Swallows gathered and swirled around one another near the tree line. I knew they were swallows from their double pointed tails and white chests. It was the only thing I learned yesterday. It may be the only thing I’ve learned since I’ve been here.
Camp. I didn’t know why they called it that. No one here was under the delusion that it was anything less than a prison. The counselors walked around with smiles, filled their sentences with rising tones and had a limitless list of outdoor activities to pack our days, but it was a prison nonetheless. One of them overheard me tell my bunk mate that, when you surround damaged city kids with endless miles of trees, there was no need for bars. Her eyes weren’t filled with the anger I’d expected, but even worse, it was pity. I hated when other people realized I was too smart for my circumstances, so I’ve avoided her ever since.
The cyclonic frenzy continued to grow and, at first, it made me a little nervous. Animals could sense things. Like impending doom. I scanned the trees for stumbling zombies and the sky for hovering giant silver discs that shot green lasers. I’d be lying if I said I wasn’t disappointed when neither came to pass. It only took three weeks at this boring camp to make me miserable when odd bird activity wasn’t a precursor to the world ending.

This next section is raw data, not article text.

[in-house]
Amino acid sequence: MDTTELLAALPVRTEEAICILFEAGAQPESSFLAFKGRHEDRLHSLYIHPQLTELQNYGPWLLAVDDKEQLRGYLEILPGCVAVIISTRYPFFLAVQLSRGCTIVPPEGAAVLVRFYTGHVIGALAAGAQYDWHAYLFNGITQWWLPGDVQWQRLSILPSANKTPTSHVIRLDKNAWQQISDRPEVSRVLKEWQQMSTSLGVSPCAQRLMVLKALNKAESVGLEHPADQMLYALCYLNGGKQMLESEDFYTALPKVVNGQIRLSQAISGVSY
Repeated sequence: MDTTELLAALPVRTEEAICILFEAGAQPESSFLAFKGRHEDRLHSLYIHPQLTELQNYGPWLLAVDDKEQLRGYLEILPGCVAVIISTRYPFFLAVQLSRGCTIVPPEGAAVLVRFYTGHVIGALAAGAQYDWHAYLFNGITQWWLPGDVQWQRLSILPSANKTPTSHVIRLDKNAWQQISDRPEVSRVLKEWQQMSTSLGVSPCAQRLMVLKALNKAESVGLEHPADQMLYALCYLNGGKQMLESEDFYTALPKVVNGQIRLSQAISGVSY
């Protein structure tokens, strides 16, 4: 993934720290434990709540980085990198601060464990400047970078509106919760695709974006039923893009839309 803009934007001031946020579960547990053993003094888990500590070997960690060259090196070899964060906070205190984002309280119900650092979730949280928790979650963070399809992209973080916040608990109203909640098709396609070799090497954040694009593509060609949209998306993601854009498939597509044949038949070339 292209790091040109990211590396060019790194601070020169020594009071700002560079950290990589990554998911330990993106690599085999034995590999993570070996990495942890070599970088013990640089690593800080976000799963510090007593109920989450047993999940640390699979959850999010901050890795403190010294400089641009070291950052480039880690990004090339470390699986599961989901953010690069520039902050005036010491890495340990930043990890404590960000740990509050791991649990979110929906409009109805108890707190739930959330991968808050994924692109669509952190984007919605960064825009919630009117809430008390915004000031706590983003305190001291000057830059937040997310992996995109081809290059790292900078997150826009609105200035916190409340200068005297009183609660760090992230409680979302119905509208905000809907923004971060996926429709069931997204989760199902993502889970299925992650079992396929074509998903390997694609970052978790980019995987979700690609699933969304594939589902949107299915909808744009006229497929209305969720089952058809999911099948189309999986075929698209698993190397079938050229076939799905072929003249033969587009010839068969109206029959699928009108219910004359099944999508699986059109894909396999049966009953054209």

In five minutes I’ll have to climb down off the bunk bed and head to a group session. If vampires or werewolves wanted to swarm the place, now would be the time. The group sessions were worse than the hikes and the canoeing. I didn’t understand why they thought talking would fix things. It wasn’t going to get my mom a job or keep the pipe out of my dad’s hand. It certainly wasn’t going to soften the war zone that was my walk to school. When one of the other kids actually spoke, the counselor’s faces would light up and I could see them banking their do-gooder points. Like they could redeem them for fancy coffees or something.
As if swept up by a gust of wind, the flurry of feathers rose above the tree tops in one cohesive, circling unit. It was so sudden I held my breath, believing this could be it. That whatever was going to go down was about to happen now. But, just as suddenly as they had gathered, they dispersed filling the sky with black and white confetti as they flew in every direction.
Watching as they grew smaller and smaller, an emptiness filled their void. And a tinge of jealousy. Of their community. Of their freedom. My chest felt like the birds had regrouped and gathered there. The flap of their wings threatening to dislodge emotions that I’d buried long ago.
Luckily, there was a rattled knock on the screen door to snap me back. It was time for group. I jumped down off the bunk and walked out under the blazing sun with the dizzying swirl still pounding in my chest.